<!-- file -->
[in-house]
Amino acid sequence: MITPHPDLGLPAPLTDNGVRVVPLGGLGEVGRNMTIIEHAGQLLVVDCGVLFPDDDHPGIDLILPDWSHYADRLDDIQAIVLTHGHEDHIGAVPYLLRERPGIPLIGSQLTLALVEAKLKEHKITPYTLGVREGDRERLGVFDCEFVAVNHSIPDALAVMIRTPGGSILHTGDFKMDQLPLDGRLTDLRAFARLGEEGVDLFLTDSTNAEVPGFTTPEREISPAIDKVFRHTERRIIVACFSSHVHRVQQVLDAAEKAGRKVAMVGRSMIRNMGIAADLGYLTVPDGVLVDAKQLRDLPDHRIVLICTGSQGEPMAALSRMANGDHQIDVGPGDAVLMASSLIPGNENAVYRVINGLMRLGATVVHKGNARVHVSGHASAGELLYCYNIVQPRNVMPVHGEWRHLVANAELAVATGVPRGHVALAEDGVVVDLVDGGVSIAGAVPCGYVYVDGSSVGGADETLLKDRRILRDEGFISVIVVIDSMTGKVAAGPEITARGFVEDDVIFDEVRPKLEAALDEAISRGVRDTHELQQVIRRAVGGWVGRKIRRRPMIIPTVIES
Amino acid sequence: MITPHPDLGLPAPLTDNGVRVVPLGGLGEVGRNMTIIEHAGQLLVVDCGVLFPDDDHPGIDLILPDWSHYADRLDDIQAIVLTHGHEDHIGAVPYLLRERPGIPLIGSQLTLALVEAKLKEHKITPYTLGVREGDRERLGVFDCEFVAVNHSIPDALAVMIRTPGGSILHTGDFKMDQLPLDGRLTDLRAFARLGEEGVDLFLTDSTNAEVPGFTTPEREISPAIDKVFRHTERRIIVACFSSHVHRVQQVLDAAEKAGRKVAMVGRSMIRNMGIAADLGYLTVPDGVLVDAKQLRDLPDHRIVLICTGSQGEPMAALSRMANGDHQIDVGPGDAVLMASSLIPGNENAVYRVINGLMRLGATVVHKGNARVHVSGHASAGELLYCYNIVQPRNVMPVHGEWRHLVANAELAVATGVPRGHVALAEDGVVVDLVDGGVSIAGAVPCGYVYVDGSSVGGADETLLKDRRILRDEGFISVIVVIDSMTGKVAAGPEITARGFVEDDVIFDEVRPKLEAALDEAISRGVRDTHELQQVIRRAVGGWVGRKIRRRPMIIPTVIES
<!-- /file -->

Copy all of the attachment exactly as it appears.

[in-house]
Amino acid sequence: MITPHPDLGLPAPLTDNGVRVVPLGGLGEVGRNMTIIEHAGQLLVVDCGVLFPDDDHPGIDLILPDWSHYADRLDDIQAIVLTHGHEDHIGAVPYLLRERPGIPLIGSQLTLALVEAKLKEHKITPYTLGVREGDRERLGVFDCEFVAVNHSIPDALAVMIRTPGGSILHTGDFKMDQLPLDGRLTDLRAFARLGEEGVDLFLTDSTNAEVPGFTTPEREISPAIDKVFRHTERRIIVACFSSHVHRVQQVLDAAEKAGRKVAMVGRSMIRNMGIAADLGYLTVPDGVLVDAKQLRDLPDHRIVLICTGSQGEPMAALSRMANGDHQIDVGPGDAVLMASSLIPGNENAVYRVINGLMRLGATVVHKGNARVHVSGHASAGELLYCYNIVQPRNVMPVHGEWRHLVANAELAVATGVPRGHVALAEDGVVVDLVDGGVSIAGAVPCGYVYVDGSSVGGADETLLKDRRILRDEGFISVIVVIDSMTGKVAAGPEITARGFVEDDVIFDEVRPKLEAALDEAISRGVRDTHELQQVIRRAVGGWVGRKIRRRPMIIPTVIES
Amino acid sequence: MITPHPDLGLPAPLTDNGVRVVPLGGLGEVGRNMTIIEHAGQLLVVDCGVLFPDDDHPGIDLILPDWSHYADRLDDIQAIVLTHGHEDHIGAVPYLLRERPGIPLIGSQLTLALVEAKLKEHKITPYTLGVREGDRERLGVFDCEFVAVNHSIPDALAVMIRTPGGSILHTGDFKMDQLPLDGRLTDLRAFARLGEEGVDLFLTDSTNAEVPGFTTPEREISPAIDKVFRHTERRIIVACFSSHVHRVQQVLDAAEKAGRKVAMVGRSMIRNMGIAADLGYLTVPDGVLVDAKQLRDLPDHRIVLICTGSQGEPMAALSRMANGDHQIDVGPGDAVLMASSLIPGNENAVYRVINGLMRLGATVVHKGNARVHVSGHASAGELLYCYNIVQPRNVMPVHGEWRHLVANAELAVATGVPRGHVALAEDGVVVDLVDGGVSIAGAVPCGYVYVDGSSVGGADETLLKDRRILRDEGFISVIVVIDSMTGKVAAGPEITARGFVEDDVIFDEVRPKLEAALDEAISRGVRDTHELQQVIRRAVGGWVGRKIRRRPMIIPTVIES